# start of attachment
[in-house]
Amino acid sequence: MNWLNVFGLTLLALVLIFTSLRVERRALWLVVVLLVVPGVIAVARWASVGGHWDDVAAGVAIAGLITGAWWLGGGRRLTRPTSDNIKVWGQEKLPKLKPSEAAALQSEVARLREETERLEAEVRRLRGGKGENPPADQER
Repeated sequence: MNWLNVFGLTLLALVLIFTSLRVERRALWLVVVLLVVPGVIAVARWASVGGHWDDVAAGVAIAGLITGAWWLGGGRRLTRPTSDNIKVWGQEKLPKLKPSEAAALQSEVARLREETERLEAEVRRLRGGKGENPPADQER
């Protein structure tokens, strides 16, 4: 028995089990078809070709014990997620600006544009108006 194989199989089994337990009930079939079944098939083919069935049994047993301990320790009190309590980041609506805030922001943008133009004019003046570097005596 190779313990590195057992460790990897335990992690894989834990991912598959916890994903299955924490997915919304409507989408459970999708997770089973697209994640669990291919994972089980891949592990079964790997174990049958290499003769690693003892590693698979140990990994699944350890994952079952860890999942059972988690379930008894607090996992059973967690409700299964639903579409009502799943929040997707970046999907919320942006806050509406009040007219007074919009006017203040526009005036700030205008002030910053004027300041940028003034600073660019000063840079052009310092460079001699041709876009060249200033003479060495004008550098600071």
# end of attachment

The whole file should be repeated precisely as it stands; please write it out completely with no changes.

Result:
[in-house]
Amino acid sequence: MNWLNVFGLTLLALVLIFTSLRVERRALWLVVVLLVVPGVIAVARWASVGGHWDDVAAGVAIAGLITGAWWLGGGRRLTRPTSDNIKVWGQEKLPKLKPSEAAALQSEVARLREETERLEAEVRRLRGGKGENPPADQER
Repeated sequence: MNWLNVFGLTLLALVLIFTSLRVERRALWLVVVLLVVPGVIAVARWASVGGHWDDVAAGVAIAGLITGAWWLGGGRRLTRPTSDNIKVWGQEKLPKLKPSEAAALQSEVARLREETERLEAEVRRLRGGKGENPPADQER
């Protein structure tokens, strides 16, 4: 028995089990078809070709014990997620600006544009108006 194989199989089994337990009930079939079944098939083919069935049994047993301990320790009190309590980041609506805030922001943008133009004019003046570097005596 190779313990590195057992460790990897335990992690894989834990991912598959916890994903299955924490997915919304409507989408459970999708997770089973697209994640669990291919994972089980891949592990079964790997174990049958290499003769690693003892590693698979140990990994699944350890994952079952860890999942059972988690379930008894607090996992059973967690409700299964639903579409009502799943929040997707970046999907919320942006806050509406009040007219007074919009006017203040526009005036700030205008002030910053004027300041940028003034600073660019000063840079052009310092460079001699041709876009060249200033003479060495004008550098600071």